- The game is not the “real” Super Mario Bros. 2. It is a “Mario-tization” of Yume Kojo: Doki Doki Panic, a Japanese game for the NES. They did not get our version of SMB2 until 1993.
- The music is composed by ???. Some sources say Kondo is the actual composer of SMB2, but other sources (namely a soundtrack and various bios) claim that Hirokazu Tanaka is the actual SMB2 composer.
- The Title Music…
This score separates the four tracks of the SMB2 Title Music. I have linked a YouTube video below of the audio and corresponding visuals to this tune.
As for how the tune works, it actually has some interesting elements to it. What sounds like a simple oscillating Dominant-Tonic bass line is actually colored by some very interesting chords.
Above is the harmonic profile of this tune. The numbers underneath the chords refer to the measure numbers that the harmonies support. Lets walkthrough these harmonies and what they are doing:
1-5: G Major (V) – dominant introduction leading to tonic of theme
6: C Major (I) – tonic chord
7: Technically a G Augmented Triad – the composer is creating a “dominant-like” chord here by flatting the root and third of the tonic triad, and grounding the harmony on the dominant G.
8-10: C Major (I) – a return to tonic
11: See 7
12-13: C Major (I) - a return to tonic.
14: G Major (V) – shifting tonal areas to G for a quick emphasis on Dominant
15: Like 7 and 11, this chord tries to create a sense of dominant, but this time all three notes of the tonic triad are flattened to create a Gb or F# Major triad. This could also be seen as a D augmented with an added 7th, which would explain why it sounds so similar to the earlier G Augmented triad (even though the overall harmony is strictly major).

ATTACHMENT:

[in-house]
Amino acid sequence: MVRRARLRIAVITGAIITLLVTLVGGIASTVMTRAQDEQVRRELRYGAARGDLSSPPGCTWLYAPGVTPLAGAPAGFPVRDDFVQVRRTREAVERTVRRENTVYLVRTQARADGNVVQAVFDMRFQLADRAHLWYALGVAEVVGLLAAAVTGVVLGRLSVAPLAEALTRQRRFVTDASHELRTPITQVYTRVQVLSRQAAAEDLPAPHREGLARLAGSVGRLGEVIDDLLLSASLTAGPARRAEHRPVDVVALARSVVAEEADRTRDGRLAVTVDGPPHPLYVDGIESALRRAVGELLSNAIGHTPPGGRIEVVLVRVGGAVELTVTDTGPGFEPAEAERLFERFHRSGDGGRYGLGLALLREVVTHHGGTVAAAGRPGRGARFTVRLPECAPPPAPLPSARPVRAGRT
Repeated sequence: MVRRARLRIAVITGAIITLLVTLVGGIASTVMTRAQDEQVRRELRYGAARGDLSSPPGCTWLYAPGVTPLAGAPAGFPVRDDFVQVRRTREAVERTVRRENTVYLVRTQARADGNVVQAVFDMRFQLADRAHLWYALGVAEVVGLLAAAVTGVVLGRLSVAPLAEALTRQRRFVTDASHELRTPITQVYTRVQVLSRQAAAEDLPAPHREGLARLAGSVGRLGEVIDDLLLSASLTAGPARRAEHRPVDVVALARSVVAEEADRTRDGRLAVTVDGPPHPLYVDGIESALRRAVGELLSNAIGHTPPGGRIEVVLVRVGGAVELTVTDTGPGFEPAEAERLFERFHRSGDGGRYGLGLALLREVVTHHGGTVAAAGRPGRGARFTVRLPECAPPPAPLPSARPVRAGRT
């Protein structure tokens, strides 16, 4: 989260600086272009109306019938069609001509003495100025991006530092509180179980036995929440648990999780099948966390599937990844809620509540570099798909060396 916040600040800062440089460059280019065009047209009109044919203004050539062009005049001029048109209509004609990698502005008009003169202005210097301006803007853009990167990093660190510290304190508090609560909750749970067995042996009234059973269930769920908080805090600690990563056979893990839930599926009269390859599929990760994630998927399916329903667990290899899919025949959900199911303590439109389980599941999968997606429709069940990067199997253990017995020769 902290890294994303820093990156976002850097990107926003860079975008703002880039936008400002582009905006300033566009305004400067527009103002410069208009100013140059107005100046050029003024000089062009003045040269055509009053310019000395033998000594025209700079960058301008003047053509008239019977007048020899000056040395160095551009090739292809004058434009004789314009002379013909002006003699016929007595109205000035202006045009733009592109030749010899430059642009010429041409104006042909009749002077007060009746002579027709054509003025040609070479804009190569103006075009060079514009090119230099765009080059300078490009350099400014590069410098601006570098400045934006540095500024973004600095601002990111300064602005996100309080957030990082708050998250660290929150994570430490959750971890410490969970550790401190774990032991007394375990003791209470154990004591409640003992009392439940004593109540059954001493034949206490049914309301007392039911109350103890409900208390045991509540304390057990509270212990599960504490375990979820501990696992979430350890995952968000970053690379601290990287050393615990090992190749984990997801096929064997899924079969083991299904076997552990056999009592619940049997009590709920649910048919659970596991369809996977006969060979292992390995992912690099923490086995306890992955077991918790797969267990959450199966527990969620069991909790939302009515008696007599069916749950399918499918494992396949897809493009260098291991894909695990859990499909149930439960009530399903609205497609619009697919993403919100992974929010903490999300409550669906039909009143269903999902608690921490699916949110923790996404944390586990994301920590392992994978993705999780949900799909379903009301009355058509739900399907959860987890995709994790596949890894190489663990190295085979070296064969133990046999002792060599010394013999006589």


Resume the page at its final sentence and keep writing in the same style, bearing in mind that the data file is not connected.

16-18: G Major (V) - Instead of repeating the same harmonic motion as before, this time, the tune stays on G Major.
19: GMm7 (V7) - A seventh is added to create a dominant seventh to return us to tonic.
20: C Major (I) - Tonic.
21: G Major (V) - Dominant “tag” to lead us into a new section of the tune.
22: C Major (I) – starting the new section firmly in tonic.
23: G Major (V) – moving quickly to dominant
24: G Diminished – By flatting the third and the fifth of the dominant triad, the music continues its downward spiral.
25: C# diminished - The Db, now C#, creates a new triad that leads cleanly into D minor.
NOTE: 24 and 25, could most likely be read as a G Fully Diminished 7th chord, but this reading reflects the notes and bass lines that predominate.26: D minor (v/V) – starts a new downward decent.
27: F Augmented – By dropping the root down a half step.
28: F Major (IV) – Which brings us back in to traditional harmonic motion.
29: G Major (V)
30: C Major (I)
31-32: G Major (V)
33-36: C Major (I)
What is interesting to me are the similarities between Phrase A and B, even though the outlined chords are different qualities. Having an Augmented chord build on scale degree 5 vs. a Major VII and how they seem to function the same. Also in Phrase C, the downward motion happens twice, and each time it is handled differently, but to basically the same effect.
Does this make you want to go pull up some vegetables and throw them at the nearest shy guy?